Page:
In 2009, the industry experienced growing pains, exacerbated by the credit market crisis and a nearly 50 percent decline in prices for solar modules that crimped profits for companies like U.S. leader First Solar Inc and Germany's Q-Cells.
The fall in panel prices has largely stabilized while cuts in solar incentives in Germany and Italy are likely to be less severe than investors feared, analysts say.
But as 2010 nears, analysts are starting to see a few green shoots in an industry that is so new that it has few shoots of any other color than green better performance from Chinese low-cost producers, a brightening outlook in Germany and a somewhat easier credit environment.
"We're up against some uncertainties.
... But I think that on a six- to 12-month basis, the solar market is going to be looking much better than it does today and stocks will be higher," said Cowen and Co analyst Rob Stone.
Helping improve the mood, the U.S. federal government this month fast-tracked more than 2.4 gigawatts of renewable energy projects in California. The move may help them clear regulatory hoops in time to qualify for stimulus funds.
In addition, the steep decline in panel prices may be starting to attract interest for new projects, Stone said.
Prices are still likely to fall 10 to 15 percent in 2010, but companies should be able to protect their profit margins at that "more normalized" price decline rate with other cost improvements, said Piper Jaffray analyst Jesse Pichel.
While cuts in the German government's solar incentives could deal a blow to growth next year, analyst Pichel said the market recently ignored "good news" that the German government will consult with the industry before it finalizes its plans.
Bank of America Merrill Lynch analyst Matthew Yates wrote that Germany will likely install close to 3 gigawatts of solar this year, double what it was targeting, despite a very weak first six months with tough financing.
"The new government coalition has made it clear that a full review of the subsidies will be conducted in 2010. This could pull forward demand and help support near-term results," Yates said.
Q-Cells Chief Executive Anton Milner said he expects demand for solar cells to pick up in the first half of 2010, expecting an operating profit for next year, after having posted a net loss of nearly a billion euros for the first nine months of 2009.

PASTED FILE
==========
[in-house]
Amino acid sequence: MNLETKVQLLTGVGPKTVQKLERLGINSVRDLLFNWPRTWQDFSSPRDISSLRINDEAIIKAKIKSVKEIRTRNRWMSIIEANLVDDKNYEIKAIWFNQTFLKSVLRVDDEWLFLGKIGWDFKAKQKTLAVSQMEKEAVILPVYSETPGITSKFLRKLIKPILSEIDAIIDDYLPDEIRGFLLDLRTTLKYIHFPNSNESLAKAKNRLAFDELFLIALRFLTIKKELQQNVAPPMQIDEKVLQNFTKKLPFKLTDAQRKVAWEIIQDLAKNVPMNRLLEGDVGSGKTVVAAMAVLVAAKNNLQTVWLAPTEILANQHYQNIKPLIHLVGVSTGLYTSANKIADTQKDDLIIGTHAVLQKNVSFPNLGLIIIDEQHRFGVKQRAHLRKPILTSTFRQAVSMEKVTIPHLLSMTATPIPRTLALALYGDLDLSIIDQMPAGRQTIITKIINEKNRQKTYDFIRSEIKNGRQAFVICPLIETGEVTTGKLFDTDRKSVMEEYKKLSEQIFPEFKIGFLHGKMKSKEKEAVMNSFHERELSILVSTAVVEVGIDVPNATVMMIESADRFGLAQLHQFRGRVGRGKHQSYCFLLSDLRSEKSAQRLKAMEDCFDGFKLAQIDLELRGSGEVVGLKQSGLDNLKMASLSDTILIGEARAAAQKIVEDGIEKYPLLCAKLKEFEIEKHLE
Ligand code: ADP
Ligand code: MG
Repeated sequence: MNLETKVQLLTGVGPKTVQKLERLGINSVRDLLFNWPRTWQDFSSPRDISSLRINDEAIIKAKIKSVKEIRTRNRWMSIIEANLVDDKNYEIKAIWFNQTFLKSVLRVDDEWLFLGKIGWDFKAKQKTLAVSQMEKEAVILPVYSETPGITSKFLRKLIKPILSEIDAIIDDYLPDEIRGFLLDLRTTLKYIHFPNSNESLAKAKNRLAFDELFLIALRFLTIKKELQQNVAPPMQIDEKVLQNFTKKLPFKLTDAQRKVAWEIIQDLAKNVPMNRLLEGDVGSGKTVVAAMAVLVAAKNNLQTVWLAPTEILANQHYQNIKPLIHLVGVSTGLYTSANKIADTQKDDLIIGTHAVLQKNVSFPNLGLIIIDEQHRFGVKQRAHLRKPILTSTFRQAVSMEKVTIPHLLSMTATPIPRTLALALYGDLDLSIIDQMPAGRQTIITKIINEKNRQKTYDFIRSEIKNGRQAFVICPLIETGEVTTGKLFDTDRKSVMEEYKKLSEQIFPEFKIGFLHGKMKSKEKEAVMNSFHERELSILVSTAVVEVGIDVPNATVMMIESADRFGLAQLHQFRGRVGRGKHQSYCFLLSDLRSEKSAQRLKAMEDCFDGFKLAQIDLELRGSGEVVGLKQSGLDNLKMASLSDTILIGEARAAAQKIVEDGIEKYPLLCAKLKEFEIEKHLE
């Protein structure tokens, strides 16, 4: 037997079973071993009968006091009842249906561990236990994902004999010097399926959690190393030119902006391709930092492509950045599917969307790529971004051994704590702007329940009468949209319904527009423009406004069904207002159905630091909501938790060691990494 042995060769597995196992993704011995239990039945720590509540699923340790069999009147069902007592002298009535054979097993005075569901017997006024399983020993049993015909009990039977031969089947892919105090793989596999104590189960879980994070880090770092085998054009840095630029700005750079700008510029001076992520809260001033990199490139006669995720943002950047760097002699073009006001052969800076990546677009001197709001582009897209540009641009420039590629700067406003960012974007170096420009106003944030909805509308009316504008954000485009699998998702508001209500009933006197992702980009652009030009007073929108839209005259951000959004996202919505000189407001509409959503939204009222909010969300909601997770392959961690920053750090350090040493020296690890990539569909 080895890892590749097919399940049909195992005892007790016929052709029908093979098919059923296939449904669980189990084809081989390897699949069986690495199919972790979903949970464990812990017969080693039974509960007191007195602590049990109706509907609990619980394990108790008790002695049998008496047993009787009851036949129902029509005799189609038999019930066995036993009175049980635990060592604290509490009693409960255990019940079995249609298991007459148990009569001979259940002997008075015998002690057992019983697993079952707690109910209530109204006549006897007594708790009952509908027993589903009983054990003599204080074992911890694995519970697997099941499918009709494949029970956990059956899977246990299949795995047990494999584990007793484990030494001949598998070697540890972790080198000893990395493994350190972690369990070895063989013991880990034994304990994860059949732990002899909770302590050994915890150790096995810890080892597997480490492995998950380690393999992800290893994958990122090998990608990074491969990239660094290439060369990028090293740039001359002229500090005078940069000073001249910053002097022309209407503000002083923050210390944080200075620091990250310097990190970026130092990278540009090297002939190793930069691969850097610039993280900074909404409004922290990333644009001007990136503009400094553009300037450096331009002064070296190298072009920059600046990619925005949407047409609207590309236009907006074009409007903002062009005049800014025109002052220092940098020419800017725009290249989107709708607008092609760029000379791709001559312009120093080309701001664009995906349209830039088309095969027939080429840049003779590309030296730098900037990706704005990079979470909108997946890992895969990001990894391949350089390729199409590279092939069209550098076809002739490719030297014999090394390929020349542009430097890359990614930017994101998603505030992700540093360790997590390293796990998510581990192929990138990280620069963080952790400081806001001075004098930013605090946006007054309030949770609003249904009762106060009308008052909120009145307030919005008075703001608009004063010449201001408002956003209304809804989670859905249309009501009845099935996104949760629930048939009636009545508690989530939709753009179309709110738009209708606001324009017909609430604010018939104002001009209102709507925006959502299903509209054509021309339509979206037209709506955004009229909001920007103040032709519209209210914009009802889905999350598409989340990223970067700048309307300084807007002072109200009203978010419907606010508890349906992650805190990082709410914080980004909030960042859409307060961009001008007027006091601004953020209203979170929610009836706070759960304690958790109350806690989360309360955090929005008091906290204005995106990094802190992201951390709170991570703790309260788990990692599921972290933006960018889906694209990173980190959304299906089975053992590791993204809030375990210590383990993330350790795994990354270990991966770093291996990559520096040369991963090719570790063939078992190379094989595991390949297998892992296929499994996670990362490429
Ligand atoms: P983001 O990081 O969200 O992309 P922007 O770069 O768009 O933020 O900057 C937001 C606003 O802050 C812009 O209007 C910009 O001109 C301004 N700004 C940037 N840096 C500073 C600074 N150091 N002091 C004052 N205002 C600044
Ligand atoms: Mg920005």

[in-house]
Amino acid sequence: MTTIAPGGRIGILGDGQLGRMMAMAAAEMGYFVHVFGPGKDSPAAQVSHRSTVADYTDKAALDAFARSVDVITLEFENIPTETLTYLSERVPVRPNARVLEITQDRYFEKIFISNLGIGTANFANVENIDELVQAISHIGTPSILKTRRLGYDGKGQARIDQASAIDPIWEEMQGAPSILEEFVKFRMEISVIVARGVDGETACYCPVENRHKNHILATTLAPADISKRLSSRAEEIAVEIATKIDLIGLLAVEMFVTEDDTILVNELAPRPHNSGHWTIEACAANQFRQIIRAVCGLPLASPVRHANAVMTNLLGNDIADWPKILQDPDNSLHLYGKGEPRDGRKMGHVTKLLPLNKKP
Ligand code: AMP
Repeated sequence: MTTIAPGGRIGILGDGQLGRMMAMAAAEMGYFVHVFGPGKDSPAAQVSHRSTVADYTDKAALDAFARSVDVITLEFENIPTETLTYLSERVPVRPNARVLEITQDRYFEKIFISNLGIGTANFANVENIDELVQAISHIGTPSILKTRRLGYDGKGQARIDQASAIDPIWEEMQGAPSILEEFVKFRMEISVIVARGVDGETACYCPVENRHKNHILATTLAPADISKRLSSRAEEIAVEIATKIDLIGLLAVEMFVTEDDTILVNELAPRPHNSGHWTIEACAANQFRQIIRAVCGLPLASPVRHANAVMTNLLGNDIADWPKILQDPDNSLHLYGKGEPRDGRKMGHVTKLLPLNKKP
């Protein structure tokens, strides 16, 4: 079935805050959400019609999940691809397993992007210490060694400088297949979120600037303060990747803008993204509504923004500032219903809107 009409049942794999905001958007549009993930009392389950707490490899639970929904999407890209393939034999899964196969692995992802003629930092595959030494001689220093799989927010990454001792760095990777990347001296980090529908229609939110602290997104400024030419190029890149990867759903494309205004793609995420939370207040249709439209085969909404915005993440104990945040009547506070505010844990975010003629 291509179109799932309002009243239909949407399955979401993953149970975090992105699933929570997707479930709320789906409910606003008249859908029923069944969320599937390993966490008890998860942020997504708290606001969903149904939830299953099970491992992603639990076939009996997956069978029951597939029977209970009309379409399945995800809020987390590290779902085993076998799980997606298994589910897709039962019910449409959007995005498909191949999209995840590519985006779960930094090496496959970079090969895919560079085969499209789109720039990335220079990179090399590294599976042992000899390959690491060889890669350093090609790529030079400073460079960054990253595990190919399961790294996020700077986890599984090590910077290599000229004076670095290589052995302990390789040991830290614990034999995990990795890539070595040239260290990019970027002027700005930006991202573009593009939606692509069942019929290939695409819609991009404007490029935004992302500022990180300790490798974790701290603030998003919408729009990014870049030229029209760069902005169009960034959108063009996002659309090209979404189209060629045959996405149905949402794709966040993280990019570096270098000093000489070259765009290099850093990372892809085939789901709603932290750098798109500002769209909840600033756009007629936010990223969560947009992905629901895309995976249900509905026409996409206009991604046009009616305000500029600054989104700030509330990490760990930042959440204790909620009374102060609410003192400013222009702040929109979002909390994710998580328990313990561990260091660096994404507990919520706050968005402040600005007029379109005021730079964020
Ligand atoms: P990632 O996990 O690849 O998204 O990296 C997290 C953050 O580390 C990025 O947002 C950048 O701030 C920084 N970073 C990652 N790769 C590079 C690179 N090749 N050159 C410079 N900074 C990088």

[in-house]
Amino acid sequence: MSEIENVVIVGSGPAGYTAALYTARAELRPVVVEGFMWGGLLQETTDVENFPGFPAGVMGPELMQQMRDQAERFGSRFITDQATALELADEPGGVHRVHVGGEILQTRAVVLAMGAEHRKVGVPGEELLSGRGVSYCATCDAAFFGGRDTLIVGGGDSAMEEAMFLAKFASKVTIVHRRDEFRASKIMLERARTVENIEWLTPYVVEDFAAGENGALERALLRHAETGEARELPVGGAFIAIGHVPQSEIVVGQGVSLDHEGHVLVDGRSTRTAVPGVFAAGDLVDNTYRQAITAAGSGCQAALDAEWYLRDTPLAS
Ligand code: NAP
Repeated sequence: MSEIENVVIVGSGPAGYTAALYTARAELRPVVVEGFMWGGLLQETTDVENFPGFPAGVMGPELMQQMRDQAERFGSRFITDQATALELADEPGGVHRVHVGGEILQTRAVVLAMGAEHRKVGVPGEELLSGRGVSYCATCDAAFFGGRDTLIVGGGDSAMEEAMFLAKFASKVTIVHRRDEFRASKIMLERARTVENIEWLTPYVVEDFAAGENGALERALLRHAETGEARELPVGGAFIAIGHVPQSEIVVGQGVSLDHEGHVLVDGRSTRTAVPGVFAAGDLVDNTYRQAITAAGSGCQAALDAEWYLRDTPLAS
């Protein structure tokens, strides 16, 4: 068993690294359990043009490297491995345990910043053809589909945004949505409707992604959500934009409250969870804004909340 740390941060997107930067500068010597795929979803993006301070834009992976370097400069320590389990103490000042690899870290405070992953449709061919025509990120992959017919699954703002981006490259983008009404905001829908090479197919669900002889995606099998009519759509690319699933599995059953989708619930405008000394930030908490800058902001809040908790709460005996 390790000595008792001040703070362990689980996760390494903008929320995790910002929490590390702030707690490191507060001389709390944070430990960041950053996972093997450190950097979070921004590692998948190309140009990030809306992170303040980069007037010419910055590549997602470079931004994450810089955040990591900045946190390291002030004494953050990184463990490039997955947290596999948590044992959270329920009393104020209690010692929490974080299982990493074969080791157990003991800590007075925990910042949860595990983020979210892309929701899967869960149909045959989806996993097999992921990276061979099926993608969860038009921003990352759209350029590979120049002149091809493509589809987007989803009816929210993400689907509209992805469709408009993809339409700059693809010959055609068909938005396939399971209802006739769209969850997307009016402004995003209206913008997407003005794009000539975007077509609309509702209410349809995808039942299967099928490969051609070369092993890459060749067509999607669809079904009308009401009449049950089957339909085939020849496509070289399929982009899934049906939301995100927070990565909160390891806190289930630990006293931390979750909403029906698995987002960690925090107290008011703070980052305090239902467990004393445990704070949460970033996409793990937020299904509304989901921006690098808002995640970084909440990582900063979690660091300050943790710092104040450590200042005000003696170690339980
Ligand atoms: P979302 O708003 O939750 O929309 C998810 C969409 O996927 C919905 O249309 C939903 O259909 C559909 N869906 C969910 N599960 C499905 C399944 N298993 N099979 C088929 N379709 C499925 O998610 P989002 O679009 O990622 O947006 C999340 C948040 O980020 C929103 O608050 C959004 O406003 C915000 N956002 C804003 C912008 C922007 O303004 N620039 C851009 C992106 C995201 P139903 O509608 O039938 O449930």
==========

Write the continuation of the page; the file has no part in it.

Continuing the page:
The comments by Q-Cells, one of the world's top makers of solar cells, chimed with comments from its German peers Conergy and Phoenix Solar. Both said demand would pick up, leading to growth on profits and sales next year.
While results from U.S. solar companies First Solar and SunPower disappointed investors, Chinese players including Suntech Power Holdings Co Ltd , Trina Solar Ltd and Yingli Green Energy Holdings Co Ltd, posted better-than-expected earnings.
Suntech expects prices for panels to stabilize or rise slightly in the first part of the year and Trina continued to increase it margins, topping 28 percent in the third quarter.
To prepare for more demand, both Suntech and Trina aim to increase production capacity.
Chinese companies could benefit if prices for polysilicon a key panel material fall more, Pichel said.
"The Chinese should be able to keep their margins or expand their market share while the European companies have completely squandered their lead," Pichel said.
Pichel noted that First Solar's reported margins of 51 percent still lead the industry.
"The worst fears have not come true. That itself is a relief.... The disconnect is that the market is jittery and they want buttoned up and well-presented quarters without any excuses," Pichel said in an interview.
But today's low-cost producer may not hold the same spot next year and more is needed to make solar price competitive than "breaking fewer wafers or holding the line on employees' wages," said Kevin Landis, chief investment officer of Silicon Valley-based Firsthand Funds and manager of the $5.4 million Firsthand Alternative Energy Fund, which owns some Chinese stocks.
Analysts with research firm Gartner urged some caution as a full recovery will take time, with 2010 revenue up 9 percent.
"We are seeing some short-term stabilization in terms of the premium suppliers, but on the whole there is excess capacity so pricing pressure should continue," said Jim Hines, a research director with Gartner.
"We're not forecasting (photovoltaic) revenue to pass the peak of 2008 until 2012," he added.